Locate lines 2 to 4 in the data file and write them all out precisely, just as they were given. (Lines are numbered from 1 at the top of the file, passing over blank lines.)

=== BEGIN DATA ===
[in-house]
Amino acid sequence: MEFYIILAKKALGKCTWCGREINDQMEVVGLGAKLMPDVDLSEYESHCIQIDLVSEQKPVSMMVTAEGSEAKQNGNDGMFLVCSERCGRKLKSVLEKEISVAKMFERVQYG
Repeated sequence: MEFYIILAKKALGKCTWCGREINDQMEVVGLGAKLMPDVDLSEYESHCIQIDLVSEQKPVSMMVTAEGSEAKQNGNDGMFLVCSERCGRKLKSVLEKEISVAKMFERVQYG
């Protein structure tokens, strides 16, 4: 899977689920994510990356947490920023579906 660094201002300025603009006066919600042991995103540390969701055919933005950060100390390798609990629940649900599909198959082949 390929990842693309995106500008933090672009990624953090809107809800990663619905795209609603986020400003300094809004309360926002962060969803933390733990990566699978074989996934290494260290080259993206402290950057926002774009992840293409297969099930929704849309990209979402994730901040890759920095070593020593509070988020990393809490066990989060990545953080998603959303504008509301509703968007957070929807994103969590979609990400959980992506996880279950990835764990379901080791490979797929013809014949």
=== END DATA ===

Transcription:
Amino acid sequence: MEFYIILAKKALGKCTWCGREINDQMEVVGLGAKLMPDVDLSEYESHCIQIDLVSEQKPVSMMVTAEGSEAKQNGNDGMFLVCSERCGRKLKSVLEKEISVAKMFERVQYG
Repeated sequence: MEFYIILAKKALGKCTWCGREINDQMEVVGLGAKLMPDVDLSEYESHCIQIDLVSEQKPVSMMVTAEGSEAKQNGNDGMFLVCSERCGRKLKSVLEKEISVAKMFERVQYG
């Protein structure tokens, strides 16, 4: 899977689920994510990356947490920023579906 660094201002300025603009006066919600042991995103540390969701055919933005950060100390390798609990629940649900599909198959082949 390929990842693309995106500008933090672009990624953090809107809800990663619905795209609603986020400003300094809004309360926002962060969803933390733990990566699978074989996934290494260290080259993206402290950057926002774009992840293409297969099930929704849309990209979402994730901040890759920095070593020593509070988020990393809490066990989060990545953080998603959303504008509301509703968007957070929807994103969590979609990400959980992506996880279950990835764990379901080791490979797929013809014949």